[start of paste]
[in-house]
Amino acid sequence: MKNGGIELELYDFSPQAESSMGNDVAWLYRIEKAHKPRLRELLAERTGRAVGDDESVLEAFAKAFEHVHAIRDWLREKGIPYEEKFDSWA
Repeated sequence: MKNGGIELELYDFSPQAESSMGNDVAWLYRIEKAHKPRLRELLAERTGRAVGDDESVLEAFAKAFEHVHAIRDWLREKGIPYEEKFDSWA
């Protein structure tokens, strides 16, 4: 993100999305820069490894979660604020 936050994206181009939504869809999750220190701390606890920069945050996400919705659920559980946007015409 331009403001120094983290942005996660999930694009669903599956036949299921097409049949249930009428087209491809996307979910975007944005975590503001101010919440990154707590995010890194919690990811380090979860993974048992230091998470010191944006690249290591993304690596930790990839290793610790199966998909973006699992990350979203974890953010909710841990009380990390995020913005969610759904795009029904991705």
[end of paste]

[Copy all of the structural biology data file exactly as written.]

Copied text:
[in-house]
Amino acid sequence: MKNGGIELELYDFSPQAESSMGNDVAWLYRIEKAHKPRLRELLAERTGRAVGDDESVLEAFAKAFEHVHAIRDWLREKGIPYEEKFDSWA
Repeated sequence: MKNGGIELELYDFSPQAESSMGNDVAWLYRIEKAHKPRLRELLAERTGRAVGDDESVLEAFAKAFEHVHAIRDWLREKGIPYEEKFDSWA
């Protein structure tokens, strides 16, 4: 993100999305820069490894979660604020 936050994206181009939504869809999750220190701390606890920069945050996400919705659920559980946007015409 331009403001120094983290942005996660999930694009669903599956036949299921097409049949249930009428087209491809996307979910975007944005975590503001101010919440990154707590995010890194919690990811380090979860993974048992230091998470010191944006690249290591993304690596930790990839290793610790199966998909973006699992990350979203974890953010909710841990009380990390995020913005969610759904795009029904991705």